The first Easter Egg was inserted into an Atari game in the late 1970s. At the time, Atari games were coded by single individuals because in reality they were pretty simple. Most of the time the aim of the game was to manipulate a small square around other squares. One of the game coders, Warren Robinett (creator of the first interactive console game called “Adventure”) was not happy with the fact that he would receive no credit so he hid a small pixel in a game that unlocked a room which said “Created by Warren Robinett.” Warren told nobody and the game was produced and shipped with the Easter Egg intact. It wasn’t until kids all over the world discovered the hidden room that Atari learned what he did.
I’m not old enough to have played these kinds of games much as a kid, but as I got older I sought out friends with ancient gaming systems to get a feel for what the Colecovision world was like. Easter Eggs in the 80s were either accidentally discovered or learned of by word of mouth which made them a lot more fun. The internet kind of spoils it these days. Easter Eggs would turn up all over the pace as I got more and more into computers and you could find them all over the Windows operating system. It seems that Windows 7 is the end of an era because no “real” Easter Eggs have been discovered on the operating system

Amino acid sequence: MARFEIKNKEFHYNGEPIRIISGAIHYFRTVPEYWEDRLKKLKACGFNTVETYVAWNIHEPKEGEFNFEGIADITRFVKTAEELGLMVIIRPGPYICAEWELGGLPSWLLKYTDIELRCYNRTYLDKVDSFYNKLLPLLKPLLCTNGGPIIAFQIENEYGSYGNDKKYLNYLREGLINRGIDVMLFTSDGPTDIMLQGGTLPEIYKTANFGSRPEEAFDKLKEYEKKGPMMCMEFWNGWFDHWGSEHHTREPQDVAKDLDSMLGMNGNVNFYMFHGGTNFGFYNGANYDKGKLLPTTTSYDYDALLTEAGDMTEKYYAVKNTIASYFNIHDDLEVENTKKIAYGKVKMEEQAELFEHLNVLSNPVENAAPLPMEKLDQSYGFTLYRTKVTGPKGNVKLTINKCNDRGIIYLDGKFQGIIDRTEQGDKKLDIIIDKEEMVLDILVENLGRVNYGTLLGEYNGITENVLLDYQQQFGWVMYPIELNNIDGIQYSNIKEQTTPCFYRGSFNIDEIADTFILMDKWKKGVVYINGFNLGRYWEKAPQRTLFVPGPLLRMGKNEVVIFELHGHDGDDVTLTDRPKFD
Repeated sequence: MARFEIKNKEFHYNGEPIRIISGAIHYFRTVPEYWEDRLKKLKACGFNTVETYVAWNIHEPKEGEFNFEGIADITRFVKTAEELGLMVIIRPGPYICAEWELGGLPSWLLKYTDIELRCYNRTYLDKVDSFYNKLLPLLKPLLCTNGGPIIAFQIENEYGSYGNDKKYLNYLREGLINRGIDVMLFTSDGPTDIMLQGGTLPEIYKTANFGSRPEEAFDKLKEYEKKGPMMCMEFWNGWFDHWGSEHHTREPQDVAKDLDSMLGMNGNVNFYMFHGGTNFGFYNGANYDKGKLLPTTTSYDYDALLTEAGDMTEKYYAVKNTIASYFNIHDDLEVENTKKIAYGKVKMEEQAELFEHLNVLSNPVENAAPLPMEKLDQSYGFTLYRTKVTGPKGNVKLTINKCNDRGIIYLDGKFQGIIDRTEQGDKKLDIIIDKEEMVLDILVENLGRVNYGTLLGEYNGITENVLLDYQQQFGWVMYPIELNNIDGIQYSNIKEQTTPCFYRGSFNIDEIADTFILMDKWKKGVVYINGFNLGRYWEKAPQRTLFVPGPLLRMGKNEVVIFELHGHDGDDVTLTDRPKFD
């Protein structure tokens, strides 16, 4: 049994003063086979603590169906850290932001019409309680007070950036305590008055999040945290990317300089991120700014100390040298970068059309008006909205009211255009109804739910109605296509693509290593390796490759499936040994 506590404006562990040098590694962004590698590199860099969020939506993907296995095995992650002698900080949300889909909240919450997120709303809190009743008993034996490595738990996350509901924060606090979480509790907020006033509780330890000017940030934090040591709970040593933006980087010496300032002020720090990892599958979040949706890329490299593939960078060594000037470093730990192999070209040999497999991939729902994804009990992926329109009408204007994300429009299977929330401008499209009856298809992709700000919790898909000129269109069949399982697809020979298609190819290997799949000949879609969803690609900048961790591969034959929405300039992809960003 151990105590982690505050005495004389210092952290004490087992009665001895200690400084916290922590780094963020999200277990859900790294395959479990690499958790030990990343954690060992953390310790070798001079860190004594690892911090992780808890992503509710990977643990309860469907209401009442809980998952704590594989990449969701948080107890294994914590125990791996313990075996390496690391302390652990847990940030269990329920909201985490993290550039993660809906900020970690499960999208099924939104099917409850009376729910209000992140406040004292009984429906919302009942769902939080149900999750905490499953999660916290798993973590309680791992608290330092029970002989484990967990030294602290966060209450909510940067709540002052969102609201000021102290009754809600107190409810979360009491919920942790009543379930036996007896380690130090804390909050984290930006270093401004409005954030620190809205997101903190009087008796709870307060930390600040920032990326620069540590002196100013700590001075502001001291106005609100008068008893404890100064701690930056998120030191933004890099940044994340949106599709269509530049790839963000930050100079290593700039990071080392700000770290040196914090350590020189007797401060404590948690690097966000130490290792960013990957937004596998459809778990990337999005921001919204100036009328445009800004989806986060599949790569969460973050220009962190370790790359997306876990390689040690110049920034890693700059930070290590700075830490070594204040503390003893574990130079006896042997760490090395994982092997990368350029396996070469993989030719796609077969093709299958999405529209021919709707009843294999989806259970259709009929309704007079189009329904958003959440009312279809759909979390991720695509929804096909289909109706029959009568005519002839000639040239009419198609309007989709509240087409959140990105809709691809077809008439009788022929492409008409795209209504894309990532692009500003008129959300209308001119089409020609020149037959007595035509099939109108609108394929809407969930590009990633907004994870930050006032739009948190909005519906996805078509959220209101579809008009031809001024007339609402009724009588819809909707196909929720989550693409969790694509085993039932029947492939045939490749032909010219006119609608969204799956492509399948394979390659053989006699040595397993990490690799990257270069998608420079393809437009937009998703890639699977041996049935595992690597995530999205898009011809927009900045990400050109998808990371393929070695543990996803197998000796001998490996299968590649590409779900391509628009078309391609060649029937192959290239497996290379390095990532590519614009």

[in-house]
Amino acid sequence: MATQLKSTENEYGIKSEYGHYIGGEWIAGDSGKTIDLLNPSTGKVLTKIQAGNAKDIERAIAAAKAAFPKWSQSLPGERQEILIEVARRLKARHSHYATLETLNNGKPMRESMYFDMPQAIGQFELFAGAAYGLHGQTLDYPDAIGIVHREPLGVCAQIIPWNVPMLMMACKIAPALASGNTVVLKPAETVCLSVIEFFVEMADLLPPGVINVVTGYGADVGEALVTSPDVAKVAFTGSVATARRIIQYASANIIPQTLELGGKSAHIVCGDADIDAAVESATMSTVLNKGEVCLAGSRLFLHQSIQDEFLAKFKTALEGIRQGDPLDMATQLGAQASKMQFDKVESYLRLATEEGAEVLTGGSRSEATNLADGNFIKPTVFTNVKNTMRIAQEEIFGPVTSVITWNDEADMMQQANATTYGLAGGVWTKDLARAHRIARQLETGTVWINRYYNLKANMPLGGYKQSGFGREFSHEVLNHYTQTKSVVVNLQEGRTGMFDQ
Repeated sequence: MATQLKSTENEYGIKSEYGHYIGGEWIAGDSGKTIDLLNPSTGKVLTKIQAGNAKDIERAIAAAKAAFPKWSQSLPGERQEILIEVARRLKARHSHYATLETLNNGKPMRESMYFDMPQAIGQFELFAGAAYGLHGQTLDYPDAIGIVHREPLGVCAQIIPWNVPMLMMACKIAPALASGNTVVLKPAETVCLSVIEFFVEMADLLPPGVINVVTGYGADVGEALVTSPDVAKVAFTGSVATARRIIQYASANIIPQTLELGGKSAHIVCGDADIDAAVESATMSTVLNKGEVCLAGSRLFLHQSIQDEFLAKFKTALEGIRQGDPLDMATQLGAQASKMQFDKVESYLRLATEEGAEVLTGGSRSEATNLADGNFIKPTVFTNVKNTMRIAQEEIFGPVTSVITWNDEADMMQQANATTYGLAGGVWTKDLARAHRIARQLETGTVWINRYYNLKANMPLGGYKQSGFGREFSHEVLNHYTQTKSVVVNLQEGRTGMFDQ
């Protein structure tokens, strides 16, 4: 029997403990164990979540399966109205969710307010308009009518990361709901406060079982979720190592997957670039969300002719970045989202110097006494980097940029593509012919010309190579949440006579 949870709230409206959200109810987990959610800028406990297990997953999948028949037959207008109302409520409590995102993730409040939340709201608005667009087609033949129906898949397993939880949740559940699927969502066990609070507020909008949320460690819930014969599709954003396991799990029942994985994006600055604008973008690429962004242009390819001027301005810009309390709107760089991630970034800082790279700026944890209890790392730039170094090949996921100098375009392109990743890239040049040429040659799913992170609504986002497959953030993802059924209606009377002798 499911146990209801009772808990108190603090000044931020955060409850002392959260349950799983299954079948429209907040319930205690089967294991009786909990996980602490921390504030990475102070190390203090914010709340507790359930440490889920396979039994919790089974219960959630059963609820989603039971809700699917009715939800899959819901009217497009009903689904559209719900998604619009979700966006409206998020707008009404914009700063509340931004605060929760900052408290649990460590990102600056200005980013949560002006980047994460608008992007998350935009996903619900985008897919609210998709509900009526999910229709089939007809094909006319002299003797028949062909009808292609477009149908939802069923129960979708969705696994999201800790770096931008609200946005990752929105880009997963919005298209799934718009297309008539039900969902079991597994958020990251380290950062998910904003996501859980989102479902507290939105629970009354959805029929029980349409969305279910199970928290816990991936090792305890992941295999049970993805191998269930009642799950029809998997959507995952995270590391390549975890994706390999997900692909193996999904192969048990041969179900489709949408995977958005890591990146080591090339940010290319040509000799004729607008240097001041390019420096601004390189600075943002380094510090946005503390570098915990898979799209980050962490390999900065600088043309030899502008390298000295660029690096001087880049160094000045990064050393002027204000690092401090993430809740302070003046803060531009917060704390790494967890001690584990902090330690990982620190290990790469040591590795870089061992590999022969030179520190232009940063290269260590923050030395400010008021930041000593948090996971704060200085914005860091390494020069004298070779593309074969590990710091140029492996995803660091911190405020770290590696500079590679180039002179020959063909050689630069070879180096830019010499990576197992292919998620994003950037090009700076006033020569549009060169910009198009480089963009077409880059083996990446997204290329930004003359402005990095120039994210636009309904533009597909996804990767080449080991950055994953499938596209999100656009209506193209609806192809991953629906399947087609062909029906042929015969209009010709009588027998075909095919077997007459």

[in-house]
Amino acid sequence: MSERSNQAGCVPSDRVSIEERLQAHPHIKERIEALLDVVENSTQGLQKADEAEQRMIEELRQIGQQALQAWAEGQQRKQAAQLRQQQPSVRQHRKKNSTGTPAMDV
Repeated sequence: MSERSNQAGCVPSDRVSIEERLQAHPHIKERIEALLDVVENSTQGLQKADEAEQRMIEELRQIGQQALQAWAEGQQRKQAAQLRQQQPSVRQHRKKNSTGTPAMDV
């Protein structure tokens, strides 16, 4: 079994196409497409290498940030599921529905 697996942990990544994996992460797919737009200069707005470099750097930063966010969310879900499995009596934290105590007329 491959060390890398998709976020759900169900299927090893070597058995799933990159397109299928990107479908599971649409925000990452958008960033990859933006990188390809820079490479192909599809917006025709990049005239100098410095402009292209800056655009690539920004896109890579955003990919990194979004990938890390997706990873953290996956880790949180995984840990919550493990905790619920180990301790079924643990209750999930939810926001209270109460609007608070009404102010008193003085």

Though Microsoft isn’t having fun anymore, Google is. There are quite a few Easter Eggs on Google if you know where to look. Below is a list of my favorites that I’ve accidentally discovered or heard about from friends. As usual, all of these start with a search so go to Google and:
- Search “/”
- Search “anagram”
- Search “define anagram”
- Search “do a barrel roll”
- Search “recursion”
- Search “tilt”
- Search “kerning” (you have to be observant and know what kerning is to see the Easter Egg)
- Search “Bacon number [name]” to see a person’s Bacon number. Hitler’s is 2.
- On the Google homepage click “I’m feeling lucky” with no text in the box. A random “I’m feeling” will be selected which you can then click and go see some interesting stuff.
- Google translate gives you the option to beatbox if you paste the text “pv zk bschk” and select “translate from English.” Hover over the speaker icon and instead of “translate” it will say “beatbox”